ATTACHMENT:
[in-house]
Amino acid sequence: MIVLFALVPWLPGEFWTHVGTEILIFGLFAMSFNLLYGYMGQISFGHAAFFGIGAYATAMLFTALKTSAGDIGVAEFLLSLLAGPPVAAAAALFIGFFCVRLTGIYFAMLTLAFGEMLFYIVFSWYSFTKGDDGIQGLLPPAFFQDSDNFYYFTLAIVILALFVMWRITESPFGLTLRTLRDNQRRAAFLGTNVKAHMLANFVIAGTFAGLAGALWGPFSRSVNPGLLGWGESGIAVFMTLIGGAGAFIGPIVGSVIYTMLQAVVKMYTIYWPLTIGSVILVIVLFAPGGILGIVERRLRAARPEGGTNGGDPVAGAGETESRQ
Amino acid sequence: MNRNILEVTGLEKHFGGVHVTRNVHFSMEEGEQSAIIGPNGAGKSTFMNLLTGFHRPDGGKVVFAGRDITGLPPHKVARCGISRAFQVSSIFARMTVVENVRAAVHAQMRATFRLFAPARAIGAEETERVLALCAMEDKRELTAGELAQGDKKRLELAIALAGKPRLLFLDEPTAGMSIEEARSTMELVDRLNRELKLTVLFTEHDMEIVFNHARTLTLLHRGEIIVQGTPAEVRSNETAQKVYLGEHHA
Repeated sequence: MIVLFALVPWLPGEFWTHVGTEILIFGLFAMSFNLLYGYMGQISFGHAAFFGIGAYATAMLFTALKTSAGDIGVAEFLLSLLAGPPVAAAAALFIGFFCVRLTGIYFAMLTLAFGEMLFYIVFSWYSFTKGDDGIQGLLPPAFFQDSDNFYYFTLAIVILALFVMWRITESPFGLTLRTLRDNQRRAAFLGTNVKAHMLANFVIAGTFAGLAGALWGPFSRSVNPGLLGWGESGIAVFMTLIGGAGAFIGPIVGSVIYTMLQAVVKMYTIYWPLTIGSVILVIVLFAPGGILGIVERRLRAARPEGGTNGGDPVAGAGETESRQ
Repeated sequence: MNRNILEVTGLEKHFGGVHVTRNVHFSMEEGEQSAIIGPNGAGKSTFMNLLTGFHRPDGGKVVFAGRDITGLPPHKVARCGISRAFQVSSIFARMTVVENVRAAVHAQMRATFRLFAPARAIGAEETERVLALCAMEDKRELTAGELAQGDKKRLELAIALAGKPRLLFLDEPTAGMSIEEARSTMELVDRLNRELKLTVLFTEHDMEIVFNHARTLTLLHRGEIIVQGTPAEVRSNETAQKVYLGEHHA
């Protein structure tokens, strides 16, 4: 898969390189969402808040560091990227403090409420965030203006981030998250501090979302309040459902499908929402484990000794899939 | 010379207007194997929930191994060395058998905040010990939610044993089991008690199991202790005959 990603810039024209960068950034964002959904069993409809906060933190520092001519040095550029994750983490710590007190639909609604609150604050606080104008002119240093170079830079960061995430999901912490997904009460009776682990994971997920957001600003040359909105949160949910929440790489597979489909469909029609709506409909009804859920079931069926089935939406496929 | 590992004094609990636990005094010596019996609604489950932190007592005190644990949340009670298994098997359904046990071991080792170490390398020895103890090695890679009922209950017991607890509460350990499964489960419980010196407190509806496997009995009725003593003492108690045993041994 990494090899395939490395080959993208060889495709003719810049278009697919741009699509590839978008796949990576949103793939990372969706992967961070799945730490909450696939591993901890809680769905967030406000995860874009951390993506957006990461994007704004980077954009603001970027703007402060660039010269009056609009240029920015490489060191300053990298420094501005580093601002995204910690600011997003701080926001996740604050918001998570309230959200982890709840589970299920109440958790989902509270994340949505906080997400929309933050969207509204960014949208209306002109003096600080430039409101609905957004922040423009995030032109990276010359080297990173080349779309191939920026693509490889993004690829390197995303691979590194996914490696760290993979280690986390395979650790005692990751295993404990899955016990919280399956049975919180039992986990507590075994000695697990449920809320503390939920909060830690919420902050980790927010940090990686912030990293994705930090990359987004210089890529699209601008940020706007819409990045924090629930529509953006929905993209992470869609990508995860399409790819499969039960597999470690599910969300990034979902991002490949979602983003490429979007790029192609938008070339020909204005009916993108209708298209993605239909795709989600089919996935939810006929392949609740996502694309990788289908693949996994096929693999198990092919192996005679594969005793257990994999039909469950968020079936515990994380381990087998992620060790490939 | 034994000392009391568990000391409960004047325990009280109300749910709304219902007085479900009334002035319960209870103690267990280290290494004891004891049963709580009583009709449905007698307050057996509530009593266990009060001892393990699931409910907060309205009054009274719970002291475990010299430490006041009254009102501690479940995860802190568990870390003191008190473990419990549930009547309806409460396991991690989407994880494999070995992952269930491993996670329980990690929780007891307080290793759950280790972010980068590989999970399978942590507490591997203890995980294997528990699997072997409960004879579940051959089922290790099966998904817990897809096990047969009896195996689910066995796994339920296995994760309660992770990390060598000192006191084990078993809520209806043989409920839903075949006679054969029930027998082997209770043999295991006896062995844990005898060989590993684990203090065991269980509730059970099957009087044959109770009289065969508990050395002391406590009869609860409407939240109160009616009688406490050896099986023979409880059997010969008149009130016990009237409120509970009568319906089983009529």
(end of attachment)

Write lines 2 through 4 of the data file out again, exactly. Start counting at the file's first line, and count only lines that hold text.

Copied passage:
Amino acid sequence: MIVLFALVPWLPGEFWTHVGTEILIFGLFAMSFNLLYGYMGQISFGHAAFFGIGAYATAMLFTALKTSAGDIGVAEFLLSLLAGPPVAAAAALFIGFFCVRLTGIYFAMLTLAFGEMLFYIVFSWYSFTKGDDGIQGLLPPAFFQDSDNFYYFTLAIVILALFVMWRITESPFGLTLRTLRDNQRRAAFLGTNVKAHMLANFVIAGTFAGLAGALWGPFSRSVNPGLLGWGESGIAVFMTLIGGAGAFIGPIVGSVIYTMLQAVVKMYTIYWPLTIGSVILVIVLFAPGGILGIVERRLRAARPEGGTNGGDPVAGAGETESRQ
Amino acid sequence: MNRNILEVTGLEKHFGGVHVTRNVHFSMEEGEQSAIIGPNGAGKSTFMNLLTGFHRPDGGKVVFAGRDITGLPPHKVARCGISRAFQVSSIFARMTVVENVRAAVHAQMRATFRLFAPARAIGAEETERVLALCAMEDKRELTAGELAQGDKKRLELAIALAGKPRLLFLDEPTAGMSIEEARSTMELVDRLNRELKLTVLFTEHDMEIVFNHARTLTLLHRGEIIVQGTPAEVRSNETAQKVYLGEHHA
Repeated sequence: MIVLFALVPWLPGEFWTHVGTEILIFGLFAMSFNLLYGYMGQISFGHAAFFGIGAYATAMLFTALKTSAGDIGVAEFLLSLLAGPPVAAAAALFIGFFCVRLTGIYFAMLTLAFGEMLFYIVFSWYSFTKGDDGIQGLLPPAFFQDSDNFYYFTLAIVILALFVMWRITESPFGLTLRTLRDNQRRAAFLGTNVKAHMLANFVIAGTFAGLAGALWGPFSRSVNPGLLGWGESGIAVFMTLIGGAGAFIGPIVGSVIYTMLQAVVKMYTIYWPLTIGSVILVIVLFAPGGILGIVERRLRAARPEGGTNGGDPVAGAGETESRQ